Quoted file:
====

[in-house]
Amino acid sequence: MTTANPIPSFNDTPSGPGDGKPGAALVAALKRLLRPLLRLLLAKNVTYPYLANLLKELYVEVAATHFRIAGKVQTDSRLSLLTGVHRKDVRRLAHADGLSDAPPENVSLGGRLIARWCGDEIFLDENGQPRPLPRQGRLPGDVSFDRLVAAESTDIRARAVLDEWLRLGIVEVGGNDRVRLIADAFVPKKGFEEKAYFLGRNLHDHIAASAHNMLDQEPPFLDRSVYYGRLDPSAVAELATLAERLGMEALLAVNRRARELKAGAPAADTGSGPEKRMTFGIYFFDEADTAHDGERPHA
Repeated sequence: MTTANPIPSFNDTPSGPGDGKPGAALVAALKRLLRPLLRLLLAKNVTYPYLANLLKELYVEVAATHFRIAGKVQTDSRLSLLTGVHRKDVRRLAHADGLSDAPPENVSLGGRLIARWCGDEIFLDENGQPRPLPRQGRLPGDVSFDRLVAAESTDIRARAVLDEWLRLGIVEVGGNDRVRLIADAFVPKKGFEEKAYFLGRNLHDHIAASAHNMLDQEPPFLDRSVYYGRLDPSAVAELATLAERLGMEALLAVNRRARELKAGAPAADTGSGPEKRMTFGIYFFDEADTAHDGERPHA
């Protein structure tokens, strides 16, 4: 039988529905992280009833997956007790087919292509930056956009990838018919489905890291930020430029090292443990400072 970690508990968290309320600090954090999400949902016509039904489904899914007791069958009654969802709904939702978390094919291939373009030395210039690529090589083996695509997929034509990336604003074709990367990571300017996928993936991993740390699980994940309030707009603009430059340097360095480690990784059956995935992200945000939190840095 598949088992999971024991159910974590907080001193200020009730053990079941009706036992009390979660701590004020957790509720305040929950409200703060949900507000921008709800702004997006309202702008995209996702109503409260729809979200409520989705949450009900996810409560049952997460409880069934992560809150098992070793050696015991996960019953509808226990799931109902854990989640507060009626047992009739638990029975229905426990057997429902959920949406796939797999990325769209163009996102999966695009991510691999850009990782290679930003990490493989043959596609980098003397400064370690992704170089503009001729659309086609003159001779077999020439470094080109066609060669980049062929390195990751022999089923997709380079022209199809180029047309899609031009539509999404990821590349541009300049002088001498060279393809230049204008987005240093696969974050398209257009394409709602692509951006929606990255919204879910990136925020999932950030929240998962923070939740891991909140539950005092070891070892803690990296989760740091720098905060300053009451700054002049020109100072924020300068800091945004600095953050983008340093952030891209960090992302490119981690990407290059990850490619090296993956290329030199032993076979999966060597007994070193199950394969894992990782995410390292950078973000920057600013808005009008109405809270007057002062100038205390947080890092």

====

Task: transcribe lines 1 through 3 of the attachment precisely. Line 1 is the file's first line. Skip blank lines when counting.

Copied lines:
[in-house]
Amino acid sequence: MTTANPIPSFNDTPSGPGDGKPGAALVAALKRLLRPLLRLLLAKNVTYPYLANLLKELYVEVAATHFRIAGKVQTDSRLSLLTGVHRKDVRRLAHADGLSDAPPENVSLGGRLIARWCGDEIFLDENGQPRPLPRQGRLPGDVSFDRLVAAESTDIRARAVLDEWLRLGIVEVGGNDRVRLIADAFVPKKGFEEKAYFLGRNLHDHIAASAHNMLDQEPPFLDRSVYYGRLDPSAVAELATLAERLGMEALLAVNRRARELKAGAPAADTGSGPEKRMTFGIYFFDEADTAHDGERPHA
Repeated sequence: MTTANPIPSFNDTPSGPGDGKPGAALVAALKRLLRPLLRLLLAKNVTYPYLANLLKELYVEVAATHFRIAGKVQTDSRLSLLTGVHRKDVRRLAHADGLSDAPPENVSLGGRLIARWCGDEIFLDENGQPRPLPRQGRLPGDVSFDRLVAAESTDIRARAVLDEWLRLGIVEVGGNDRVRLIADAFVPKKGFEEKAYFLGRNLHDHIAASAHNMLDQEPPFLDRSVYYGRLDPSAVAELATLAERLGMEALLAVNRRARELKAGAPAADTGSGPEKRMTFGIYFFDEADTAHDGERPHA